**Seminars and Colloquiums**

for the week of March 7, 2016

for the week of March 7, 2016

*SPEAKER:*

Dr. Kyle Austin, Ben Gurion University of the Negev (Israel), Monday

Dr. Xia Chen, UTK, Tuesday

David Krieg, Freiberg, Germany, Tuesday

Ahmed Mohammed, Ball State University, Thursday

Eddie Tu and Tyler Massaro, UTK, Thursday

Noel J. Walkington, Carnegie Mellon University, Friday

TEA TIME

3:00 pm – 3:30 pm

Monday, Tuesday, & Wednesday

Room: Ayres 401

Hosted By: Maggie Wieczorek and Kylie Berry

**Monday, March 7th **

GEOMETRY AND TOPOLOGY SEMINAR

TITLE: Coarse Dimension Raising and the Higson Corona Functor

SPEAKER: Dr. Kyle Austin, Ben Gurion University of the Negev (Israel)

TIME: 2:30pm – 3:20pm

ROOM: Ayres 113

Takahisa Miyata and Ziga Virk introduced a version of n-to-1 maps in large scale geometry and prove various analogues of the classical dimension raising theorems. They prove the following variant of the Hurewicz dimension raising theorem for asymptotic dimension (asdim): If f:X? Y is coarse and coarsely n-to-1 then asdim(Y) ? (asdim(X) + 1)n -1.

Recall that the classical Hurewicz dimension raising theorem is much stronger: If f:X? Y is a closed n-to-1 map of metric spaces then dim(Y) ? dim(X) + (n -1). It has been a matter of some debate since the aforementioned publication as to whether the estimate of Miyata and Virk can be sharpened to be the same as the classical version. This is exactly what Z. Virk and I managed to prove: If f:X? Y is coarse and coarsely n-to-1 then asdim(Y) ? asdim(X) + (n -1). Moreover, our proof relies on the classical Hurewicz theorem via the Higson compactification.

In my talk, I plan to give a brief introduction to all the necessary prerequisite materials to understanding the result, as well as an outline of the proof.

**Tuesday, March 8th**

STOCHASTICS SEMINAR

TITLE: Parabolic Anderson Models: Part 2

SPEAKER: Dr. Xia Chen, UTK

TIME: 2:10pm – 3:25pm

ROOM: Ayres 114

This will be an introductory talk about the Parabolic Anderson equation with random potential mostly Gaussian noise). The list of the topics includes: motivations, meaning(s) of the solution, and large scale behavior. The targeted audience: graduate students and whoever wants to learn some basic things about the Parabolic Anderson models.

ANALYSIS SEMINAR

TITLE: A discrete version of Carathéodory's Theorem

SPEAKER: David Krieg, Freiberg, Germany

TIME: 3:40pm – 4:30pm

ROOM: Ayres 112

In the second talk an extended setting for circle packings is introduced. Now circles are allowed to regenerate (have radius zero) and to have a more general complex (circle "agglomerations"). Moreover not only Jordan domains but arbitrary bounded, simply connected domains are packed. After briefly sketching the concept of prime ends, I explain how it is possible to get uniqueness results similar to those proven before by using such prime ends. Afterwards existence statements are proven, which finally leads us to a discrete version of Carathéodory's Theorem. This provides the existence and uniqueness of discrete conformal mappings under weak assumptions.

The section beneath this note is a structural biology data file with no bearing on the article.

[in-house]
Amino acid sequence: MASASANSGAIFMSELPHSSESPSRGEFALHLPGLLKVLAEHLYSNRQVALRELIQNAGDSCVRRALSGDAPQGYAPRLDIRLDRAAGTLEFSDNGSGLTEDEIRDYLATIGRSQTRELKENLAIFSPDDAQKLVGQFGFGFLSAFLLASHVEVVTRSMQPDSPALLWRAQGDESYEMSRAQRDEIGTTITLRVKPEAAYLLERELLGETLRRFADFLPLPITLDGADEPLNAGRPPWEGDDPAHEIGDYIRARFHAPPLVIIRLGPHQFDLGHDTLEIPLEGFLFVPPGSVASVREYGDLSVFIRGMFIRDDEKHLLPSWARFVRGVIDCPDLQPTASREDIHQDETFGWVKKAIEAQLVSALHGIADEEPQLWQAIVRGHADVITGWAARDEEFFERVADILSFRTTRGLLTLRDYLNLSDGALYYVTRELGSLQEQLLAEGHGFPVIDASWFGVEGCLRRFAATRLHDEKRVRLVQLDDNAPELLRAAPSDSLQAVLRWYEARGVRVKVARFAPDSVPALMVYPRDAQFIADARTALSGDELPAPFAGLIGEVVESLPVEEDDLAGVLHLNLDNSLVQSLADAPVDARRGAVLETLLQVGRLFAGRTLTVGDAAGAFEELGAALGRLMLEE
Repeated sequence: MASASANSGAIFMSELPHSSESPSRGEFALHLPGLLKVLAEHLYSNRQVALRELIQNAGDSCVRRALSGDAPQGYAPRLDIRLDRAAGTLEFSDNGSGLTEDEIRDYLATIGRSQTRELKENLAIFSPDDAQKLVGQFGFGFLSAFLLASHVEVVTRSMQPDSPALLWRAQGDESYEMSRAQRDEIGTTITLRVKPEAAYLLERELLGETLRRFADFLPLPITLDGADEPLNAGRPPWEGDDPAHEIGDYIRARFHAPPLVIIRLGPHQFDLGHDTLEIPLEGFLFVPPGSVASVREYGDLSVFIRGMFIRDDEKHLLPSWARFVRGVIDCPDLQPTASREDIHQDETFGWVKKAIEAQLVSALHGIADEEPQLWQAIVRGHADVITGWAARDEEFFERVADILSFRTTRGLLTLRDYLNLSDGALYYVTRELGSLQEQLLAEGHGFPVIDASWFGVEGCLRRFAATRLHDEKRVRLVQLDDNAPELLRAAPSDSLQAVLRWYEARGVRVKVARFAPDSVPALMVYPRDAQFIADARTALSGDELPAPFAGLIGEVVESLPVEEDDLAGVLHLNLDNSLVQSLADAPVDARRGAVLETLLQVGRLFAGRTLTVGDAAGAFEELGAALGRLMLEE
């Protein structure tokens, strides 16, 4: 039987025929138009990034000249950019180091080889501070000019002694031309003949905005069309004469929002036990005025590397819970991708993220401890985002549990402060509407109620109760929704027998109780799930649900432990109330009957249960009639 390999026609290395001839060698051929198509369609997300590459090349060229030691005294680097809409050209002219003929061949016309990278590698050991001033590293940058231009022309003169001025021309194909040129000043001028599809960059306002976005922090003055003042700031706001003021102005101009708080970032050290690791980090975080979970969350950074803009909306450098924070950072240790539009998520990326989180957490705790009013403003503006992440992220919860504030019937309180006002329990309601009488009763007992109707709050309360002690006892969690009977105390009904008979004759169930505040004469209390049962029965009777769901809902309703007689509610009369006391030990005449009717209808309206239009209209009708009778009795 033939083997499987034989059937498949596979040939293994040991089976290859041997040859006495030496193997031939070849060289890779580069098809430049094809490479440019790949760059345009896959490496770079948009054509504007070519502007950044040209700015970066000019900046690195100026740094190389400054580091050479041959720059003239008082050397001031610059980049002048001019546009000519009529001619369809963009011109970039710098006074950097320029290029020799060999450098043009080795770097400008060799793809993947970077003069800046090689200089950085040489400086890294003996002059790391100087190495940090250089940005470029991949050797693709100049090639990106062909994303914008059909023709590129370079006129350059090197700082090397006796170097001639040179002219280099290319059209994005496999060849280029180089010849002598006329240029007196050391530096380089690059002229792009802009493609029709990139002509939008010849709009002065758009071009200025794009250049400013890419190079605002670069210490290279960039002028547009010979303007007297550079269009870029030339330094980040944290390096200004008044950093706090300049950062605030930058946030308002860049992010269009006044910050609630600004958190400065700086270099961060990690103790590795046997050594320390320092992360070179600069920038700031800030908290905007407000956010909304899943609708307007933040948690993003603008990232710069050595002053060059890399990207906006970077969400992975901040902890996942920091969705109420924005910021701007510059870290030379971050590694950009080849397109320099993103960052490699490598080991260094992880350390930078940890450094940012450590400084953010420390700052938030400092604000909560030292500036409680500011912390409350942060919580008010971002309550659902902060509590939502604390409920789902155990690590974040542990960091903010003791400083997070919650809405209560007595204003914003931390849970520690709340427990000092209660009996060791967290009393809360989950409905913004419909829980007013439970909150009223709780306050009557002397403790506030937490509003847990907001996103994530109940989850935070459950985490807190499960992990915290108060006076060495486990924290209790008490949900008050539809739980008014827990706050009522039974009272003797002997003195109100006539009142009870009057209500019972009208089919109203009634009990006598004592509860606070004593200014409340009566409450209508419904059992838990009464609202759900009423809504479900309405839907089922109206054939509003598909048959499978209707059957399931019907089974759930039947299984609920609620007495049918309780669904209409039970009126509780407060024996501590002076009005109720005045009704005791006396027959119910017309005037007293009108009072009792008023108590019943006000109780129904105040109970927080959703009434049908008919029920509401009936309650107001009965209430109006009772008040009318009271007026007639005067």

**Thursday, March 10th **

DIFFERENTIAL EQUATIONS SEMINAR

TITLE: Harnack Inequality for Non-divergence Structure Semi-linear Elliptic Equations

SPEAKER: Ahmed Mohammed, Ball State University

TIME: 2:00pm - 3:00pm

ROOM: Ayres 113

In this talk we will discuss a Harnack inequality for non-negative solutions of $Lu=f(u)$, where $L$ is a non-divergence structure uniformly elliptic operator and $f$ is a non-decreasing function that satisfies appropriate growth conditions at infinity.

GRADUATE STUDENT SEMINAR

TITLE: GS Seminar Spotlight on Probability and Statistics

SPEAKER: Eddie Tu and Tyler Massaro, UTK

TIME: 3:40pm-4:30pm

ROOM: Ayres G004

In the final installment of the GS Seminar Spotlight Series, we take a look at UTK Probability and Statistics, as well as the UTK Intercollegiate Graduate Statistics Program (IGSP), which gives all math graduate students the opportunity to seek a minor or MS in Statistics while they pursue their PhD. We have a stellar panel who will share their experiences picking out classes; taking prelims; choosing an advisor; and much more! Plus, they will field any questions that you may have about moving into one of these areas during your time as a graduate student at UTK.

**Friday, March 11th**

COLLOQUIUM

TITLE: Multiphase Flow: Modelling, Mathematics, Mechanics, and Numerics

SPEAKER: Noel J. Walkington, Carnegie Mellon University

TIME: 3:35pm – 4:25pm

ROOM: Ayres 405

As with many models of complex physical phenomena, the mathematical theory for the equations describing flow of multiphase fluids is incomplete, yet their numerical approximation within the engineering and scientific computing disciplines is ubiquitous. In this context mathematics provides an essential foundation to facilitate the integration of phenomenology and physical intuition with computational algorithms so that codes inherit essential physical and mathematical properties of the underlying problem.

This talk will illustrate how modelling, mechanics, thermodynamics, and thought experiments, can combined to provide insight into models of multiphase fluid flow and their mathematical properties.

*If you are interested in giving or arranging a talk for one of our seminars or colloquiums, please review our calendar. *

*If you have questions, or a date you would like to confirm, please contact colloquium AT math DOT utk DOT edu *

**Past notices:**